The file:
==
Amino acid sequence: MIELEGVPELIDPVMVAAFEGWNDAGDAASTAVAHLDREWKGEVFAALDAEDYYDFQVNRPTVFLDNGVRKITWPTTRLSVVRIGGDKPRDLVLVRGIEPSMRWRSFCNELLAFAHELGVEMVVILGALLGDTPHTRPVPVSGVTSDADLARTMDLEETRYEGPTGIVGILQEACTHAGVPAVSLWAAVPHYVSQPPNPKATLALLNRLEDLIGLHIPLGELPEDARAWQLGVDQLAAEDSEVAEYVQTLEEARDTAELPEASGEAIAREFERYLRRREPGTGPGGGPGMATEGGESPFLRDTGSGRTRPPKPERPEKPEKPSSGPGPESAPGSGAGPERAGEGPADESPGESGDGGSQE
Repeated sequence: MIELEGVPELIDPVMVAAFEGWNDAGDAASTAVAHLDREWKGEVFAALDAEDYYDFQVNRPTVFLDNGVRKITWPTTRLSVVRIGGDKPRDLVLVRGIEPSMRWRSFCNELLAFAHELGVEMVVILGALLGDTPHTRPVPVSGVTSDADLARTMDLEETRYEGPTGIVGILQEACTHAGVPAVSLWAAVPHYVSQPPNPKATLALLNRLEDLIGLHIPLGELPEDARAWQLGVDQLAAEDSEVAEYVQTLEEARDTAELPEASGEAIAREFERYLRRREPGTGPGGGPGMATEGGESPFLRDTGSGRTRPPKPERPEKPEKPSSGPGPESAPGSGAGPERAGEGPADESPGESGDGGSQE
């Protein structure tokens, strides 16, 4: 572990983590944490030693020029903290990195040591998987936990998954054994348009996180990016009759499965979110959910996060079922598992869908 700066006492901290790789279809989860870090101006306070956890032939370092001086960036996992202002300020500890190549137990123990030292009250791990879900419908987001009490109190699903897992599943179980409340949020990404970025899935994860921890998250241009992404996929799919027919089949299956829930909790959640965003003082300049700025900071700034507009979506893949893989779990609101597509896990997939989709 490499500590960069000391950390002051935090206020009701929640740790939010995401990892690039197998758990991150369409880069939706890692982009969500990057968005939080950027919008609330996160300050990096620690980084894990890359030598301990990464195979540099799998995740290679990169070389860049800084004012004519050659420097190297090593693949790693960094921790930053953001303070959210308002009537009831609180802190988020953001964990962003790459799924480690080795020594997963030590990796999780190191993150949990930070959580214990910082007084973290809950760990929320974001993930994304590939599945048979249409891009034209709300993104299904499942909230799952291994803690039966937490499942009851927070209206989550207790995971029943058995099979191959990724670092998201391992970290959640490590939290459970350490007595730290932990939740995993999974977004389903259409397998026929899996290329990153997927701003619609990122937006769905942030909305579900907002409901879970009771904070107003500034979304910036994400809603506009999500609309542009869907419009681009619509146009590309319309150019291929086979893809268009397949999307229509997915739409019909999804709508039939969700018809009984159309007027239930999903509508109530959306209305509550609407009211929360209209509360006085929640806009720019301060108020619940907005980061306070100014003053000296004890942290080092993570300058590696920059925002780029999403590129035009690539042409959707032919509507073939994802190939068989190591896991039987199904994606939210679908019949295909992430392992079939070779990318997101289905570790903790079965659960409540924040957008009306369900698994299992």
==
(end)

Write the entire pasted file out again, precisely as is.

Amino acid sequence: MIELEGVPELIDPVMVAAFEGWNDAGDAASTAVAHLDREWKGEVFAALDAEDYYDFQVNRPTVFLDNGVRKITWPTTRLSVVRIGGDKPRDLVLVRGIEPSMRWRSFCNELLAFAHELGVEMVVILGALLGDTPHTRPVPVSGVTSDADLARTMDLEETRYEGPTGIVGILQEACTHAGVPAVSLWAAVPHYVSQPPNPKATLALLNRLEDLIGLHIPLGELPEDARAWQLGVDQLAAEDSEVAEYVQTLEEARDTAELPEASGEAIAREFERYLRRREPGTGPGGGPGMATEGGESPFLRDTGSGRTRPPKPERPEKPEKPSSGPGPESAPGSGAGPERAGEGPADESPGESGDGGSQE
Repeated sequence: MIELEGVPELIDPVMVAAFEGWNDAGDAASTAVAHLDREWKGEVFAALDAEDYYDFQVNRPTVFLDNGVRKITWPTTRLSVVRIGGDKPRDLVLVRGIEPSMRWRSFCNELLAFAHELGVEMVVILGALLGDTPHTRPVPVSGVTSDADLARTMDLEETRYEGPTGIVGILQEACTHAGVPAVSLWAAVPHYVSQPPNPKATLALLNRLEDLIGLHIPLGELPEDARAWQLGVDQLAAEDSEVAEYVQTLEEARDTAELPEASGEAIAREFERYLRRREPGTGPGGGPGMATEGGESPFLRDTGSGRTRPPKPERPEKPEKPSSGPGPESAPGSGAGPERAGEGPADESPGESGDGGSQE
């Protein structure tokens, strides 16, 4: 572990983590944490030693020029903290990195040591998987936990998954054994348009996180990016009759499965979110959910996060079922598992869908 700066006492901290790789279809989860870090101006306070956890032939370092001086960036996992202002300020500890190549137990123990030292009250791990879900419908987001009490109190699903897992599943179980409340949020990404970025899935994860921890998250241009992404996929799919027919089949299956829930909790959640965003003082300049700025900071700034507009979506893949893989779990609101597509896990997939989709 490499500590960069000391950390002051935090206020009701929640740790939010995401990892690039197998758990991150369409880069939706890692982009969500990057968005939080950027919008609330996160300050990096620690980084894990890359030598301990990464195979540099799998995740290679990169070389860049800084004012004519050659420097190297090593693949790693960094921790930053953001303070959210308002009537009831609180802190988020953001964990962003790459799924480690080795020594997963030590990796999780190191993150949990930070959580214990910082007084973290809950760990929320974001993930994304590939599945048979249409891009034209709300993104299904499942909230799952291994803690039966937490499942009851927070209206989550207790995971029943058995099979191959990724670092998201391992970290959640490590939290459970350490007595730290932990939740995993999974977004389903259409397998026929899996290329990153997927701003619609990122937006769905942030909305579900907002409901879970009771904070107003500034979304910036994400809603506009999500609309542009869907419009681009619509146009590309319309150019291929086979893809268009397949999307229509997915739409019909999804709508039939969700018809009984159309007027239930999903509508109530959306209305509550609407009211929360209209509360006085929640806009720019301060108020619940907005980061306070100014003053000296004890942290080092993570300058590696920059925002780029999403590129035009690539042409959707032919509507073939994802190939068989190591896991039987199904994606939210679908019949295909992430392992079939070779990318997101289905570790903790079965659960409540924040957008009306369900698994299992």